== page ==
The King of Beasts as it is commonly referred to, the Lion is the second largest Cat on the planet. Just like all the cats, the Lion too is perfectly engineered to have all the characteristics of the feline family. At shoulder the Lion stands the tallest amongst all the big cats and with males sporting a mane, it undoubtedly stands out from the rest of the Big Cat bunch. India is home to the last surviving population of the Asiatic Lion and the present day count of over 500, that is confined in and around the Gir National Park in the western state of Gujarat, has a remarkable success story of conservation. Due to the wanton hunting of the Colonial British Officers and the Indian Rulers the once widespread Asiatic Lion population was reduced to only a dozen at the start of the 20th century in the Junagadh district of Gujarat and if not for the Nawab of Junagadh, it would have completely vanished from the wild. Although similar in many ways, the Lion is also different from the rest of the Big Cat bunch in their social behavior. Living in prides of upto 40 members in Africa where they have to take on much larger prey like Buffalos, Giraffe and sometime even Elephants, the Lion has a very strong social structure and no other Big Cat species does so. In India, due to the much denser habitat and relatively smaller prey, the Asiatic Lion prefers to form much smaller prides. Physically too the Lion is distinctive with its unicolor coat and a tuft of hair at its tail tip. Males sporting their manes is another characteristic unique to the Lions. When it comes to prey, Lions boast of strength in numbers and no prey is big enough. Strategizing their hunts, Lions have a super organized hunting technique and it is as much a mind game as it is a physical explosion of violence. However, just like these unique characteristics, the Asiatic Lion also presents its own unusual set of problems when it comes to conservation. As the current population of Asiatic Lions are all part of the same gene pool they are all prone to have poor immunity and a single epidemic could wipe the species out from the face of the planet. This makes the Asiatic Lion a treasured asset to our country and we must do all that we can to aid its survival.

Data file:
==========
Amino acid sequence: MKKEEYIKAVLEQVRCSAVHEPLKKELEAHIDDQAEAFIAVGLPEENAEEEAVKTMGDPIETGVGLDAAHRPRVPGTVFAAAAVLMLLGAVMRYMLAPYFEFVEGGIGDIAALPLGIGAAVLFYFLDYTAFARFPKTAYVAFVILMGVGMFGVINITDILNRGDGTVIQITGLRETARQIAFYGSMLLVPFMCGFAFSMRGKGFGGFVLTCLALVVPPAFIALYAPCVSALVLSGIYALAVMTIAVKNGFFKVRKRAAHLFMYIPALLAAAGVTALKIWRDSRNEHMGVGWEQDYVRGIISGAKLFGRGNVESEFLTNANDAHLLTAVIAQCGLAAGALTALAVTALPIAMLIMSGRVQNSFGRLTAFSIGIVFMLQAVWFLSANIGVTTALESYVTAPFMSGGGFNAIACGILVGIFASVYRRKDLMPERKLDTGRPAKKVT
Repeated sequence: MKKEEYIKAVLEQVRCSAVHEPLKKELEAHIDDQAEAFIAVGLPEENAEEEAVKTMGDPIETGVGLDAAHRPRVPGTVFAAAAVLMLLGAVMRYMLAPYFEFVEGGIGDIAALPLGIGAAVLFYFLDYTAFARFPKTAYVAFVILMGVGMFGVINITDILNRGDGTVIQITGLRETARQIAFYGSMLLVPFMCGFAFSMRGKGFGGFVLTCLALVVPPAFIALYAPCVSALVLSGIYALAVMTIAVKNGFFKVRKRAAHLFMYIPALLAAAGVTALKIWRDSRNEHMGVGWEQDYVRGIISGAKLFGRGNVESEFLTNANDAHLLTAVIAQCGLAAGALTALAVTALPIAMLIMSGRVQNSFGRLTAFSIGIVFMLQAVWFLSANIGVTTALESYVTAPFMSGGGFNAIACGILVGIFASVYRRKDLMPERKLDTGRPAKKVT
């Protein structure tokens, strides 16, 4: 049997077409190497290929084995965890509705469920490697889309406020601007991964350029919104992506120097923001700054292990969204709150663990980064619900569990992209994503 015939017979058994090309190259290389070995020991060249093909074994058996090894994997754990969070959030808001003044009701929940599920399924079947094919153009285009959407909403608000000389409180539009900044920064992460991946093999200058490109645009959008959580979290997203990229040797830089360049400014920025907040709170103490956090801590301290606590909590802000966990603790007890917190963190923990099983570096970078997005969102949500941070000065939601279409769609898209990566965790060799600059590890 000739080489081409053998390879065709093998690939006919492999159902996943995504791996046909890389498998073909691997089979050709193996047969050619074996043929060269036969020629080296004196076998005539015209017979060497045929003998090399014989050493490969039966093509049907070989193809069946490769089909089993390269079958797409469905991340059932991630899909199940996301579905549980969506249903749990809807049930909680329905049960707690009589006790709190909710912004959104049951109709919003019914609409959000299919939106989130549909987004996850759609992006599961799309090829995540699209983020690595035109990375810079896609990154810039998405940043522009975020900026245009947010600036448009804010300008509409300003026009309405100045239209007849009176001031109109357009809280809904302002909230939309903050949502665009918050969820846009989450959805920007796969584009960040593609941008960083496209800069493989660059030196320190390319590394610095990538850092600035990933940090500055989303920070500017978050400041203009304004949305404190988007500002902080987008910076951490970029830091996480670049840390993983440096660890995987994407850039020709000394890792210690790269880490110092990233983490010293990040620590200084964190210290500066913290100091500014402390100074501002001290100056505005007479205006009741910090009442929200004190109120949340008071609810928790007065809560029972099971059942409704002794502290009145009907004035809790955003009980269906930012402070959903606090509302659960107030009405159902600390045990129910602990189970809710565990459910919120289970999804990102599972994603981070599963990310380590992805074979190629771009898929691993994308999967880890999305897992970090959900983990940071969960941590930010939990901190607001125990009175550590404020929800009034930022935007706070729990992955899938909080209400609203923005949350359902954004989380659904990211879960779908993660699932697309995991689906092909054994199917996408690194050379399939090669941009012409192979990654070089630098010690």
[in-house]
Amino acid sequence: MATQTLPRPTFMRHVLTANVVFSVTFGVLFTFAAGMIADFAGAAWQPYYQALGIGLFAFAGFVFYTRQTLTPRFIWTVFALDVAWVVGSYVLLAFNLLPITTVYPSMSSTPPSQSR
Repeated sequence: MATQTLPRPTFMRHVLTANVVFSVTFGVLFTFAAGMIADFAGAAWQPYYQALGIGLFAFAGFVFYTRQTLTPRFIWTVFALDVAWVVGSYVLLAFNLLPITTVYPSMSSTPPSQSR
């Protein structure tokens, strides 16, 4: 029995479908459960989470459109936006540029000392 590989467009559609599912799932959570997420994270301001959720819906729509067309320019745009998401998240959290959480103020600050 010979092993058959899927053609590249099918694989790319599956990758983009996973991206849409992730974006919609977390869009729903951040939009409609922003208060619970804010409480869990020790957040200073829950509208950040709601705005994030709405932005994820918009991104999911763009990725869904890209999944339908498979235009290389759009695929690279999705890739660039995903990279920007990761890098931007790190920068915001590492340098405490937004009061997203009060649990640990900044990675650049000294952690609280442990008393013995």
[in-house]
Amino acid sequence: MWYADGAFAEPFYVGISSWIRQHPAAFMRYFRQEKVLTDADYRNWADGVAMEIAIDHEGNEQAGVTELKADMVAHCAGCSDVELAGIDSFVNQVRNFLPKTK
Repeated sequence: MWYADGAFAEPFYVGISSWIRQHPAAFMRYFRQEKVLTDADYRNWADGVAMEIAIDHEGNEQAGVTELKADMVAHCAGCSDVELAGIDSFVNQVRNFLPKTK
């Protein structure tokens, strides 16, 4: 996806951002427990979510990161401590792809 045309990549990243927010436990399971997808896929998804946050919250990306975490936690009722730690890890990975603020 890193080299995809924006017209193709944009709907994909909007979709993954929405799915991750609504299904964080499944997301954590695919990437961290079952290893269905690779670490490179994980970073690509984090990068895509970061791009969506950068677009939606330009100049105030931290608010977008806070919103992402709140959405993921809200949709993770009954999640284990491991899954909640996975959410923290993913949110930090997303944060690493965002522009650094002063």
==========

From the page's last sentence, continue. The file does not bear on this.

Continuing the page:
Graceful, powerful, beautiful and fierce are all the adjectives that personify a Tiger. The fact that it is the National Animal of a few other countries including India, is a testimony to its iconic status. The Tiger has the distinction of being the largest naturally occurring cat on the planet with males weighing in excess of 600 pounds. There have been recorded occurrences of few weighing even more than 700 pounds. India is home to the illustrious Bengal Tiger, one of the 9 subspecies of Tigers, found only in the Indian Sub-continent and two of every three Tigers that walk the face of the earth today are Bengal Tigers. With the distinction of having the largest canines of all the Big Cats and just like Lions being the apex predators in its habitat, Tigers have no natural nemesis. But just because they are big does not mean the stand out. Their striped coat allows them to perfectly blend in, in the woods due to the phenomenon of pattern disruption where in a prey hardly realizes if the Tiger is looking at them. Just like all the other Big Cats, except the Lion, the Tiger too is a solitary animal with partners only coming together for mating. Males hardly play any role in raising the young and mom has to be the sole caretaker. India’s legacy of Tigers has been a very rich one and countless documentaries and staggering research is conducted on these cats. Some Tigers in India have been so famous that people across the globe come to India to get their glimpse and yet the Tiger finds itself in a dooms day situation today. No body part of a Tiger is spared and right from its skin to its whiskers everything is sold in the black market. With more than 40,000 Tigers that once ruled the Indian jungles before 1950, illicit poaching and destruction of habitat reduced them to a less than 1500 in the first decade of the 21st century. With considerable public support rallying in for the Tiger after a lot of nation wide campaigns the Tiger numbers in India are on a steady rise again. Tiger help maintain the balance of a forest which otherwise would explode with the prey numbers and hence it becomes all the more important to save them. It is not just a matter of pride but also a matter of survival for us and hence saving this symbolic species is of prime importance.